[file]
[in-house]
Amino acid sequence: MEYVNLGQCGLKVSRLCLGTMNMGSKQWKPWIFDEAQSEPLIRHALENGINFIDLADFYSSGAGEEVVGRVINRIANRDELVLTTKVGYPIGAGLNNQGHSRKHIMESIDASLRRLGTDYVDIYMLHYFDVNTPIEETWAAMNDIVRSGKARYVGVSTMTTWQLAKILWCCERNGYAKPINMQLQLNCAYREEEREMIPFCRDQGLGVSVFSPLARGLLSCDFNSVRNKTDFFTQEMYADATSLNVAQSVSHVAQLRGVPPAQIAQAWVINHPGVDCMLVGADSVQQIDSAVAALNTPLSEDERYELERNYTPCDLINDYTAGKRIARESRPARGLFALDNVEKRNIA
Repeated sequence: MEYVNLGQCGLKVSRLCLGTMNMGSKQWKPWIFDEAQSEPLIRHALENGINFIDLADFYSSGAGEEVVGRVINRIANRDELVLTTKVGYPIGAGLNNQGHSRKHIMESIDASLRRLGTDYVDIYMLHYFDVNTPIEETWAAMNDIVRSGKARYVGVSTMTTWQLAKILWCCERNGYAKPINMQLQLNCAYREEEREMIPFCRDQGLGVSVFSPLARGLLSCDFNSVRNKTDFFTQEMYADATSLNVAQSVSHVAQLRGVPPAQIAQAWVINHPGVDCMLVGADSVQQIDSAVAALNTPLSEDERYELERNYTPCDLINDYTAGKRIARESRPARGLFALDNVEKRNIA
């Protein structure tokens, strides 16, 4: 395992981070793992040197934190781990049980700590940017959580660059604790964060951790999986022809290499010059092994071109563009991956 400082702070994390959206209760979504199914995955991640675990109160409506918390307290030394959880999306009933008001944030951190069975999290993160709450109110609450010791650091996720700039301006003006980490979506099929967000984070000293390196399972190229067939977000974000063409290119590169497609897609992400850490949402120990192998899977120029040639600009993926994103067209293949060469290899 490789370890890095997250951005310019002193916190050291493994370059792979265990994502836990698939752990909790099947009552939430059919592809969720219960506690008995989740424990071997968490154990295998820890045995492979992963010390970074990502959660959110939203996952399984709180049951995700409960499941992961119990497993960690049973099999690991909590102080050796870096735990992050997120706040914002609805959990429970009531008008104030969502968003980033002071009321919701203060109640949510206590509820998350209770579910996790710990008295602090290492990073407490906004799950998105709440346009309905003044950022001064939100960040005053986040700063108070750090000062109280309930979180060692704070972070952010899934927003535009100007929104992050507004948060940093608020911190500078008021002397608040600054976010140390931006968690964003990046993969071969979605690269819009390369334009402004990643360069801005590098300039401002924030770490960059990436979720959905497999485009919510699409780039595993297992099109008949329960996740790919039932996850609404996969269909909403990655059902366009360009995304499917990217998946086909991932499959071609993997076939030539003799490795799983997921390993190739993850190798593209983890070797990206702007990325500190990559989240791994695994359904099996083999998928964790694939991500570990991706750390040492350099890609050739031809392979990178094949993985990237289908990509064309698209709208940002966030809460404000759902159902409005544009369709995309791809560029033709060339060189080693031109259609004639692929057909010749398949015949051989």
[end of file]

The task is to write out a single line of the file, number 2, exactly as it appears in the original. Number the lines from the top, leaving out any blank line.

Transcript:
Amino acid sequence: MEYVNLGQCGLKVSRLCLGTMNMGSKQWKPWIFDEAQSEPLIRHALENGINFIDLADFYSSGAGEEVVGRVINRIANRDELVLTTKVGYPIGAGLNNQGHSRKHIMESIDASLRRLGTDYVDIYMLHYFDVNTPIEETWAAMNDIVRSGKARYVGVSTMTTWQLAKILWCCERNGYAKPINMQLQLNCAYREEEREMIPFCRDQGLGVSVFSPLARGLLSCDFNSVRNKTDFFTQEMYADATSLNVAQSVSHVAQLRGVPPAQIAQAWVINHPGVDCMLVGADSVQQIDSAVAALNTPLSEDERYELERNYTPCDLINDYTAGKRIARESRPARGLFALDNVEKRNIA